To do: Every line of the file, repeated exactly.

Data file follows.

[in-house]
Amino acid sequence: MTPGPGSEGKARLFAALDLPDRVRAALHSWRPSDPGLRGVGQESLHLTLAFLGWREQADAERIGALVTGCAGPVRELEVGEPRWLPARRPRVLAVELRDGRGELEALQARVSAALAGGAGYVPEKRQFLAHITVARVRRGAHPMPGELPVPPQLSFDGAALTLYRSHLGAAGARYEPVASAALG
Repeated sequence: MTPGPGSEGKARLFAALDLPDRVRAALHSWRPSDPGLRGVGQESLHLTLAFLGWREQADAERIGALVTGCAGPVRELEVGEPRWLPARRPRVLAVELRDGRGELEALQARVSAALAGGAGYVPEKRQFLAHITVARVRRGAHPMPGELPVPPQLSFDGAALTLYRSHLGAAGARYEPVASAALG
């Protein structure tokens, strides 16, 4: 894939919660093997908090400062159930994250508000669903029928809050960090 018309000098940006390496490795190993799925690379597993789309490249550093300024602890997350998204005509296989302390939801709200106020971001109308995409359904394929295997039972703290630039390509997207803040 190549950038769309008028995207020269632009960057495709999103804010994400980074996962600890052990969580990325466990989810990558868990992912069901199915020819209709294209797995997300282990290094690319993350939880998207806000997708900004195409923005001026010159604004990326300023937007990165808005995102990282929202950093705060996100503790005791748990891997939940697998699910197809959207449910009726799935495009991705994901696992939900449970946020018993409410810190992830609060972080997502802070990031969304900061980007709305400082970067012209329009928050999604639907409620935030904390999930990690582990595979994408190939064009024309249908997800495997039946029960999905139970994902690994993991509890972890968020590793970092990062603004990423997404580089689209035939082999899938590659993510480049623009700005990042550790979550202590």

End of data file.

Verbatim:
[in-house]
Amino acid sequence: MTPGPGSEGKARLFAALDLPDRVRAALHSWRPSDPGLRGVGQESLHLTLAFLGWREQADAERIGALVTGCAGPVRELEVGEPRWLPARRPRVLAVELRDGRGELEALQARVSAALAGGAGYVPEKRQFLAHITVARVRRGAHPMPGELPVPPQLSFDGAALTLYRSHLGAAGARYEPVASAALG
Repeated sequence: MTPGPGSEGKARLFAALDLPDRVRAALHSWRPSDPGLRGVGQESLHLTLAFLGWREQADAERIGALVTGCAGPVRELEVGEPRWLPARRPRVLAVELRDGRGELEALQARVSAALAGGAGYVPEKRQFLAHITVARVRRGAHPMPGELPVPPQLSFDGAALTLYRSHLGAAGARYEPVASAALG
């Protein structure tokens, strides 16, 4: 894939919660093997908090400062159930994250508000669903029928809050960090 018309000098940006390496490795190993799925690379597993789309490249550093300024602890997350998204005509296989302390939801709200106020971001109308995409359904394929295997039972703290630039390509997207803040 190549950038769309008028995207020269632009960057495709999103804010994400980074996962600890052990969580990325466990989810990558868990992912069901199915020819209709294209797995997300282990290094690319993350939880998207806000997708900004195409923005001026010159604004990326300023937007990165808005995102990282929202950093705060996100503790005791748990891997939940697998699910197809959207449910009726799935495009991705994901696992939900449970946020018993409410810190992830609060972080997502802070990031969304900061980007709305400082970067012209329009928050999604639907409620935030904390999930990690582990595979994408190939064009024309249908997800495997039946029960999905139970994902690994993991509890972890968020590793970092990062603004990423997404580089689209035939082999899938590659993510480049623009700005990042550790979550202590």